Sunday, July 14, 2019

Benson Row - 03

Penrith, Cumbria. Saturday 29-June-2019.

The user requirements are simple:
  1. Fit a downstairs loo. 
  2. Level off the landing. 
Benson row is a three bedroomed house and has one bathroom upstairs. To have a downstairs toilet would avoid contention, enable Mary’s mum to visit, and make the property more lettable on Airbnb.

Currently to get from our bedroom to the bathroom means going along the landing which goes down five steps and up six steps. Not good in the middle of the night or not entirely sober. This curious arrangement is the result of the history of the building.

Originally Benson Row was three dwellings. Three one-up, one-down properties in a back-to-back-to-back arrangement at right angles to the rest of the terrace. Each with its own door and staircase. They shared a communal loo in the yard and shared a wash house with the rest of the terrace. At some point the rear two properties were knocked into one by opening up a doorway between the downstairs rooms and again between the upstairs rooms.

Then in 1975 the previous owner’s father converted the front property and the back two into one large house. They took out all three staircases and put in the current arrangement of one Y-shaped staircase (or T-shaped if you’re looking plan view) that goes up to halfway landing and then splits left and right to access the front and back halves of the property. The middle room upstairs was the bathroom. He later split the front bedroom 1 into a smaller bedroom and bathroom and turned the previous bathroom into bedroom.

There is not enough headroom under the halfway landing to fit in a downstairs toilet. The original idea was that we could kill two birds with one stone by rearranging the staircase to raise the headroom underneath enough to get a toilet in and level off the landing.

Working with a building surveyor we went through dozens of permutations of spiral, U-shaped and Z-shaped staircases. Ideally using the existing, or previous stairwells. We were trying to avoid breaking through the stone wall that divides the properties. We could not come up with a design that would conform to current regulations regarding treads, risers, angles and headroom.

When we relented on the idea of not breaking through the wall we finally thought we could create an arrangement that would work. Then we realised that would impede the headroom down into the cellar and that idea crashed at the last minute.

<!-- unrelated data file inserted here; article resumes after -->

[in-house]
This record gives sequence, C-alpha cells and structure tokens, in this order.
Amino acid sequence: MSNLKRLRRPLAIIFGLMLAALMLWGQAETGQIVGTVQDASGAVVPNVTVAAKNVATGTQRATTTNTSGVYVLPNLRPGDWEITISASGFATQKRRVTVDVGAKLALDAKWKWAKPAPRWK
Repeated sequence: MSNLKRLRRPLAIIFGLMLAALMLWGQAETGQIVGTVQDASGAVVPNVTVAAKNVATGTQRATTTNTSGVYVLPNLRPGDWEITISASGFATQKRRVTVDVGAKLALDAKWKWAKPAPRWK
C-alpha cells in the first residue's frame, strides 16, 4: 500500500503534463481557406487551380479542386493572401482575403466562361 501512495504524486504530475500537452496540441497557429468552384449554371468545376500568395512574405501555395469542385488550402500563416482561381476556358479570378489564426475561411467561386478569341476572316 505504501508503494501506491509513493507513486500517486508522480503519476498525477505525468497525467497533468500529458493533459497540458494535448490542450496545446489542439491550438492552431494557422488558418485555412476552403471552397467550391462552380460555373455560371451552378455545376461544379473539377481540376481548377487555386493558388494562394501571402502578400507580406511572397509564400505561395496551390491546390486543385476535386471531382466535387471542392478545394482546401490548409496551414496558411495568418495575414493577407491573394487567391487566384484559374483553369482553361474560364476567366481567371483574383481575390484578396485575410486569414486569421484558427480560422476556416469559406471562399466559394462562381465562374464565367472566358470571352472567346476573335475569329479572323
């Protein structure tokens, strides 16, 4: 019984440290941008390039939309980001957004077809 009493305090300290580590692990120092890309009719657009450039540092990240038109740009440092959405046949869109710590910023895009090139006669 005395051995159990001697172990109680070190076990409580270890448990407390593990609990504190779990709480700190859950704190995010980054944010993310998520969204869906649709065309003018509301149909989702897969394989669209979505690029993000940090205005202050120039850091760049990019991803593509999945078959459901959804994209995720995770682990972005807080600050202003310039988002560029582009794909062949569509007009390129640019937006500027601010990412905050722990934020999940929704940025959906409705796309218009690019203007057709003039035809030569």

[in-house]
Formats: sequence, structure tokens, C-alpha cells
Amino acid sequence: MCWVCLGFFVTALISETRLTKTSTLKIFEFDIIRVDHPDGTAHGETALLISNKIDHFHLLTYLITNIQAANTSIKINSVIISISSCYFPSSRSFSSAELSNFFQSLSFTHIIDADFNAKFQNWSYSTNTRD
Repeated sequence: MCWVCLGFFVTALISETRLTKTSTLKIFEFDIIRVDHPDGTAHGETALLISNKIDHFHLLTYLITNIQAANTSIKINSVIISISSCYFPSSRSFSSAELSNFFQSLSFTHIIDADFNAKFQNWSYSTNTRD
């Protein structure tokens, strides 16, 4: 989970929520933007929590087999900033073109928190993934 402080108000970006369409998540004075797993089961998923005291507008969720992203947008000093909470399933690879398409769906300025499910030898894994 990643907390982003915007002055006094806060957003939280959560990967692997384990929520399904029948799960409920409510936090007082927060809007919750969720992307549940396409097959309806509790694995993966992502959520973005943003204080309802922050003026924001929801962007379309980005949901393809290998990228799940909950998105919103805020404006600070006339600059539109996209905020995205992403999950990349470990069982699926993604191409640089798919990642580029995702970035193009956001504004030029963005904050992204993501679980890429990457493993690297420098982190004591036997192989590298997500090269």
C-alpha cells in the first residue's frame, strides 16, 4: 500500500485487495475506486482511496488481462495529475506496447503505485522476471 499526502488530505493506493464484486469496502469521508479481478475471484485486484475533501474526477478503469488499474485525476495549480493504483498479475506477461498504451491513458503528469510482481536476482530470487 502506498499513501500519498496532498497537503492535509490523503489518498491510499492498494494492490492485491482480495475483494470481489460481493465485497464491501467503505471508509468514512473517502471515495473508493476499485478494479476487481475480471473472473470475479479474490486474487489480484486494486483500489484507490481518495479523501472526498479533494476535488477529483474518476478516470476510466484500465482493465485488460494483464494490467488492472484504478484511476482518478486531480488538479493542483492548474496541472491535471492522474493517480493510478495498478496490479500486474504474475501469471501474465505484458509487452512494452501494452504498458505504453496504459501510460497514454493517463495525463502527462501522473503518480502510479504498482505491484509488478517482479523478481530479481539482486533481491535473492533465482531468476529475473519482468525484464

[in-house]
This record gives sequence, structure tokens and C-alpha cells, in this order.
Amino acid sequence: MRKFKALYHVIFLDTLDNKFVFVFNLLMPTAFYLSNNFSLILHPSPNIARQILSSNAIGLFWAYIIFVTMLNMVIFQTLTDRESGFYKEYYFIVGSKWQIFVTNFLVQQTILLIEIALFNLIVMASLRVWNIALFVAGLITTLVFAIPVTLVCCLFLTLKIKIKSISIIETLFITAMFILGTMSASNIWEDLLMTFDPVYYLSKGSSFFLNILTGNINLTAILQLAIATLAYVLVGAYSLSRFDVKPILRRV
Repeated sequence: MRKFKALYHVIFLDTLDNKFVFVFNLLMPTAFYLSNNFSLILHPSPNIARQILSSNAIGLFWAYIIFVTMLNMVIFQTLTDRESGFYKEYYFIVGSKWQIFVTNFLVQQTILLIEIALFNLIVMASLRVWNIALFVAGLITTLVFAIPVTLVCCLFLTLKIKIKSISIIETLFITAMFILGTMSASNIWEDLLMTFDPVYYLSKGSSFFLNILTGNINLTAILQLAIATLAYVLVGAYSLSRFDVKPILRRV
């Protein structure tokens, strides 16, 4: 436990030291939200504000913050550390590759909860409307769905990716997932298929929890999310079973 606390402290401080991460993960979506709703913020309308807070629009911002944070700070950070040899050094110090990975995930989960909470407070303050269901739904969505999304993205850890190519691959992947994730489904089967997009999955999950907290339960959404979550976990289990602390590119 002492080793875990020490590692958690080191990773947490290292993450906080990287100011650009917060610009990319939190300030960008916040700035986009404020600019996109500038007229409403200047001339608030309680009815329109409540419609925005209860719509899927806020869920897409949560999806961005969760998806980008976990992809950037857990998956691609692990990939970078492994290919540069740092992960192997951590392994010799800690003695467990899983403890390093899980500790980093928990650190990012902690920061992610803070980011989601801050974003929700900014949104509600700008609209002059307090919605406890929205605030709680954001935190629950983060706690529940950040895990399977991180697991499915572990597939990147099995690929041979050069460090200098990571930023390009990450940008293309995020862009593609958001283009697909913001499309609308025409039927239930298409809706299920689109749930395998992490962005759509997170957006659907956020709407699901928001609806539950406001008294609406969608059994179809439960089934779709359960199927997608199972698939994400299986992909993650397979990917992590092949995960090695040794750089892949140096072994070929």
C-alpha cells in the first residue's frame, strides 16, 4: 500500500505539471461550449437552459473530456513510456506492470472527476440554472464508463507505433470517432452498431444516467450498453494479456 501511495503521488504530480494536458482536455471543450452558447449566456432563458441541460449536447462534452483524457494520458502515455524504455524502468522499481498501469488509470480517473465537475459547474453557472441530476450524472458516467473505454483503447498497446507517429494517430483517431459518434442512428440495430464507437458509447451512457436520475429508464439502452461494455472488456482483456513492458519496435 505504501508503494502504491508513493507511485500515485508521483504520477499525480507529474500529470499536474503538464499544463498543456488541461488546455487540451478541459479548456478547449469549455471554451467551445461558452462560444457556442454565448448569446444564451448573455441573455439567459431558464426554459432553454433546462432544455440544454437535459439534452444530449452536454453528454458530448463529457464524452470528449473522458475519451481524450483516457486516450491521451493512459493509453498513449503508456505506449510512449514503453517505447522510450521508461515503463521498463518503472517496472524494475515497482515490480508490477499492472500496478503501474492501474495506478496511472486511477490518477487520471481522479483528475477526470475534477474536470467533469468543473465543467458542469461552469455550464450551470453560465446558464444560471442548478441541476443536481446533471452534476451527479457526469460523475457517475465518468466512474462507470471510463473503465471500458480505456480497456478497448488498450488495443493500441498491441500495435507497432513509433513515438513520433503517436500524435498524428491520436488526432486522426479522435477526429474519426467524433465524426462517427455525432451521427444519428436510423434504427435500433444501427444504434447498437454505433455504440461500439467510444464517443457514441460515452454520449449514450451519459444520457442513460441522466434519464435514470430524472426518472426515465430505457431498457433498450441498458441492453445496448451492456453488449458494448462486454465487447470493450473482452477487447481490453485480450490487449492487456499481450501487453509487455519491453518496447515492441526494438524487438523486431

Other solutions meant stealing space from the dining room.

Following our first dinner party on the Saturday we realised that it would make the dining room too narrow to be practicable. So any arrangement that stole from the dining room was out. Back to the drawing board.

In discussions with our kitchen designer and building surveyor we hit on a compromise solution that would actually work. The kitchen is large enough that we could steal space from the back wall and fit a toilet where the back door is. To do that we would have to block up the kitchen door, replace it by window and reopen one of the doors that was blocked up in 1975. It would actually work. The compromise is that we give up on levelling the landing. And here is the plan.

We could fit in the washing machine as well making a mini-utility room.

The new kitchen design is not fundamentally different from the one we had already agreed.

Apart from moving the washing machine behind the false wall and putting the dishwasher in it's place, everything else is pretty much like-for-like with the first design.

We had a couple of builders round to quote for the door blocking up and reopening. The second one had a more radical suggestion: knock down the wall between the dining room in the kitchen by putting in a huge steel beam that would allow the dining room to expand backwards and compensate for the space stolen by the stairs in the previously abandoned plan.

Mary had always liked the idea of an open plan kitchen-diner. I have reluctantly agreed to this. It does however allow us to achieve both of the original objectives: a downstairs loo, a level landing and, with a fair wind, possibly even a downstairs shower which would be a bonus.

The builder is going in to start ripping out the stud walls to see exactly how the new staircase can be installed. We will be getting a structural engineer to do calculations on the size of beam required to hold up the upstairs when we take out that wall.

Watch this space...

No comments: